Interestingly, in the three weeks following Espirito Santo Financials Group’s trading suspension of its shares on July 10, PGAL actually had inflows of $6 million. If you look at flows from July 10 to Aug. 15, PGAL had total inflows of $22 million.
Jan. 1, 2014 AUM: $1.35 million
2014 Inflows: $29.7 million
2014 Fund Growth: 2,197 percent
TRSK is an interesting fund that targets long U.S. equity exposure, with a complex long/short VIX overlay strategy aimed at reducing downside risk. Despite its use of leverage in its VIX futures overlay, we classify TRSK as a U.S. large-cap ETF.
Eighty-five percent of the fund is equally weighted between three popular S&P 500 ETFs. The remaining 15 percent is allocated to a 2X long VIX futures and a -1X short VIX futures position, targeting a 35 percent net long VIX futures exposure. The short VIX position is meant to offset decay costs, which can be steep over time, from any contango in the long VIX futures position.
TRSK, which charges 71 basis points, had a slow start when it launched in June 2013. At the beginning of the year, it only had $1.4 million in AUM, but it’s made a big comeback thus far in 2014. While liquidity has also picked up, it’s still thin, trading $16,000 on most days at 25 basis point spreads, so careful trading is still warranted here.
Jan. 1, 2014 AUM: $7.86 million
2014 inflows: $195 million
2014 Fund Growth: 2,505 percent
DBEU holds over 400 large- and midcap European stocks while neutralizing underlying currency exposure relative to the U.S. dollar. It’s “all Europe” approach means non-eurozone countries like the U.K., Switzerland and Sweden make up a combined 50 percent of its weighting. DBEU’s liquidity has picked up significantly, and it now trades close to $1 million on most days at 18 basis point spreads.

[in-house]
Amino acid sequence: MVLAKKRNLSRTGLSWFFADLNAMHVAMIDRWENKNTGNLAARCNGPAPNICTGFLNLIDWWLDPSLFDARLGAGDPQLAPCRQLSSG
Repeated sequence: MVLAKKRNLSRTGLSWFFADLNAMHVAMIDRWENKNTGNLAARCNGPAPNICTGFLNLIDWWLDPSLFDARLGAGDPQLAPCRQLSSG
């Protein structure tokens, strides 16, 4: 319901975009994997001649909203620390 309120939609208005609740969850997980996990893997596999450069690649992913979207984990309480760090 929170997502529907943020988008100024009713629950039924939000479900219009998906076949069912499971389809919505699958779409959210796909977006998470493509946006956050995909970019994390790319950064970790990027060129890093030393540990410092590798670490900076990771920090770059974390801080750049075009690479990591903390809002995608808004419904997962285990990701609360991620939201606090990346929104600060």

DBEU’s larger competitor, the WisdomTree Europe Hedged Equity ETF (HEDJ | B-49), which targets only eurozone securities, has also had a great year with flows. If Japan currency-hedged ETFs were all the rage in 2013, 2014 is shaping up to be the banner year for currency-hedged Europe ETFs, at least thus far.
Jan. 1, 2014 AUM: $3.07 million
2014 Inflows: $197.8 million
2014 Fund Growth: 6,450 percent
FTGC tops our list by a long shot, with a staggering 6,550 percent fund growth in 2014. The relatively new fund is the first actively managed broad commodity ETF. The fund manager selects contracts based on lower volatility and correlations relative to other commodities. FTGC has gained significant traction in 2014, now trading close to $1.7 million on most days at 17 basis point spreads.
Also worth note: FTGC is the first futures-based commodity ETF structured as a 1940 Act open-ended fund. It holds futures contracts through a subsidiary in the Cayman Islands, and caps this Cayman subsidiary to 25 percent of its weighting so it adheres to regulated investment company rules. This means FTGC doesn’t distribute K-1s, likely appealing to many retail investors.
At the time this article was written, the author held a long position in BBRC. Contact Dennis Hudachek at [email protected], or follow him on Twitter @Dennis_Hudachek.